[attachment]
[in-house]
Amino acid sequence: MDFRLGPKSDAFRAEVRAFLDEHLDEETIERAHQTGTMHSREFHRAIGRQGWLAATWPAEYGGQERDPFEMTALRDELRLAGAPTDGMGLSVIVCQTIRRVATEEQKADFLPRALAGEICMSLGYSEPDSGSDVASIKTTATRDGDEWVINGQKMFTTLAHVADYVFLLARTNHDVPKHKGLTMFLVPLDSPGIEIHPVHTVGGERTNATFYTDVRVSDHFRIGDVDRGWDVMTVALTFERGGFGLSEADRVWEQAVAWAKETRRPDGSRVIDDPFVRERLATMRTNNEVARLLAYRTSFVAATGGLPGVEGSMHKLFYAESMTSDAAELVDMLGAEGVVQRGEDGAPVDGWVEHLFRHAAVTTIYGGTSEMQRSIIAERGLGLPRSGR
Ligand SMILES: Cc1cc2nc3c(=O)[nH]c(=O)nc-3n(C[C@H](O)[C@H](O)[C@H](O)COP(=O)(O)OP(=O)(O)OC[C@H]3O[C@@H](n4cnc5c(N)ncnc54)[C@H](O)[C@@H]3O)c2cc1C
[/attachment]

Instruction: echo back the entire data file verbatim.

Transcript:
[in-house]
Amino acid sequence: MDFRLGPKSDAFRAEVRAFLDEHLDEETIERAHQTGTMHSREFHRAIGRQGWLAATWPAEYGGQERDPFEMTALRDELRLAGAPTDGMGLSVIVCQTIRRVATEEQKADFLPRALAGEICMSLGYSEPDSGSDVASIKTTATRDGDEWVINGQKMFTTLAHVADYVFLLARTNHDVPKHKGLTMFLVPLDSPGIEIHPVHTVGGERTNATFYTDVRVSDHFRIGDVDRGWDVMTVALTFERGGFGLSEADRVWEQAVAWAKETRRPDGSRVIDDPFVRERLATMRTNNEVARLLAYRTSFVAATGGLPGVEGSMHKLFYAESMTSDAAELVDMLGAEGVVQRGEDGAPVDGWVEHLFRHAAVTTIYGGTSEMQRSIIAERGLGLPRSGR
Ligand SMILES: Cc1cc2nc3c(=O)[nH]c(=O)nc-3n(C[C@H](O)[C@H](O)[C@H](O)COP(=O)(O)OP(=O)(O)OC[C@H]3O[C@@H](n4cnc5c(N)ncnc54)[C@H](O)[C@@H]3O)c2cc1C